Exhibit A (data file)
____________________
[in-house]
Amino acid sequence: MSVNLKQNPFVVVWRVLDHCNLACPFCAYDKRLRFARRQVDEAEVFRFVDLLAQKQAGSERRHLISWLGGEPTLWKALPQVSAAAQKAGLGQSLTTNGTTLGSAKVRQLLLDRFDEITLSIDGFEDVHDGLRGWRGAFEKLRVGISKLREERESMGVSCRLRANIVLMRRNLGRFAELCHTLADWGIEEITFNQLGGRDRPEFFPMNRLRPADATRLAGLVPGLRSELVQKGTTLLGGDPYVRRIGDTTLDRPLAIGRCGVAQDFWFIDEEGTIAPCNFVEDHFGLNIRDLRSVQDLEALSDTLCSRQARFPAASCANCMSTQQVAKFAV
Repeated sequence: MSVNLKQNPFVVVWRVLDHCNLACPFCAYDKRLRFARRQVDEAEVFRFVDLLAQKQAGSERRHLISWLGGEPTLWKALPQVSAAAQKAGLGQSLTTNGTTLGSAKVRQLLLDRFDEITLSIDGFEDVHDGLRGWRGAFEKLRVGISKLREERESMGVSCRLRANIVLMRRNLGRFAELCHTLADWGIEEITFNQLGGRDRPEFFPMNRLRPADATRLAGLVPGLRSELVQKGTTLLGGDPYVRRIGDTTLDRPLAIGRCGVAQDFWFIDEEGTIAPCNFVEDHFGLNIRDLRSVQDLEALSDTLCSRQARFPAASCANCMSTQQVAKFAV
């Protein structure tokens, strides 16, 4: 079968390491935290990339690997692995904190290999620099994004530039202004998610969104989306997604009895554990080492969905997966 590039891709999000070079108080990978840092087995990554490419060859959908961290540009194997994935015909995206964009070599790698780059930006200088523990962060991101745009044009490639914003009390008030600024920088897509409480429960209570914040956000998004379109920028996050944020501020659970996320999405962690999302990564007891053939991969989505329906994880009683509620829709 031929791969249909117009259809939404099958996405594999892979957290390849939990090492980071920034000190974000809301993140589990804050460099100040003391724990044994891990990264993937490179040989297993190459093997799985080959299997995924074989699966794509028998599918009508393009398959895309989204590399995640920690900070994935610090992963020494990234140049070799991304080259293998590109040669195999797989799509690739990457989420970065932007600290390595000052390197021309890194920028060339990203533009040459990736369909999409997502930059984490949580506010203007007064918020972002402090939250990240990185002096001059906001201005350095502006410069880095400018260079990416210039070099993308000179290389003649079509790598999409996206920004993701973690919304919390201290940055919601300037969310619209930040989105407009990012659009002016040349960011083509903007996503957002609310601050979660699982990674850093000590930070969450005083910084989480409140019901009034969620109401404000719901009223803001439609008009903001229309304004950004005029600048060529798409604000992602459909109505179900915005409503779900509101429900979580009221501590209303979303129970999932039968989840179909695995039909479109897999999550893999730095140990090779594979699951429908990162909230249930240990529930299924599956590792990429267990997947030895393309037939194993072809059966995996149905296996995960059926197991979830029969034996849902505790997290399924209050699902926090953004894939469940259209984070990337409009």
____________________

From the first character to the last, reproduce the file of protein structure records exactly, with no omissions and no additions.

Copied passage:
[in-house]
Amino acid sequence: MSVNLKQNPFVVVWRVLDHCNLACPFCAYDKRLRFARRQVDEAEVFRFVDLLAQKQAGSERRHLISWLGGEPTLWKALPQVSAAAQKAGLGQSLTTNGTTLGSAKVRQLLLDRFDEITLSIDGFEDVHDGLRGWRGAFEKLRVGISKLREERESMGVSCRLRANIVLMRRNLGRFAELCHTLADWGIEEITFNQLGGRDRPEFFPMNRLRPADATRLAGLVPGLRSELVQKGTTLLGGDPYVRRIGDTTLDRPLAIGRCGVAQDFWFIDEEGTIAPCNFVEDHFGLNIRDLRSVQDLEALSDTLCSRQARFPAASCANCMSTQQVAKFAV
Repeated sequence: MSVNLKQNPFVVVWRVLDHCNLACPFCAYDKRLRFARRQVDEAEVFRFVDLLAQKQAGSERRHLISWLGGEPTLWKALPQVSAAAQKAGLGQSLTTNGTTLGSAKVRQLLLDRFDEITLSIDGFEDVHDGLRGWRGAFEKLRVGISKLREERESMGVSCRLRANIVLMRRNLGRFAELCHTLADWGIEEITFNQLGGRDRPEFFPMNRLRPADATRLAGLVPGLRSELVQKGTTLLGGDPYVRRIGDTTLDRPLAIGRCGVAQDFWFIDEEGTIAPCNFVEDHFGLNIRDLRSVQDLEALSDTLCSRQARFPAASCANCMSTQQVAKFAV
């Protein structure tokens, strides 16, 4: 079968390491935290990339690997692995904190290999620099994004530039202004998610969104989306997604009895554990080492969905997966 590039891709999000070079108080990978840092087995990554490419060859959908961290540009194997994935015909995206964009070599790698780059930006200088523990962060991101745009044009490639914003009390008030600024920088897509409480429960209570914040956000998004379109920028996050944020501020659970996320999405962690999302990564007891053939991969989505329906994880009683509620829709 031929791969249909117009259809939404099958996405594999892979957290390849939990090492980071920034000190974000809301993140589990804050460099100040003391724990044994891990990264993937490179040989297993190459093997799985080959299997995924074989699966794509028998599918009508393009398959895309989204590399995640920690900070994935610090992963020494990234140049070799991304080259293998590109040669195999797989799509690739990457989420970065932007600290390595000052390197021309890194920028060339990203533009040459990736369909999409997502930059984490949580506010203007007064918020972002402090939250990240990185002096001059906001201005350095502006410069880095400018260079990416210039070099993308000179290389003649079509790598999409996206920004993701973690919304919390201290940055919601300037969310619209930040989105407009990012659009002016040349960011083509903007996503957002609310601050979660699982990674850093000590930070969450005083910084989480409140019901009034969620109401404000719901009223803001439609008009903001229309304004950004005029600048060529798409604000992602459909109505179900915005409503779900509101429900979580009221501590209303979303129970999932039968989840179909695995039909479109897999999550893999730095140990090779594979699951429908990162909230249930240990529930299924599956590792990429267990997947030895393309037939194993072809059966995996149905296996995960059926197991979830029969034996849902505790997290399924209050699902926090953004894939469940259209984070990337409009």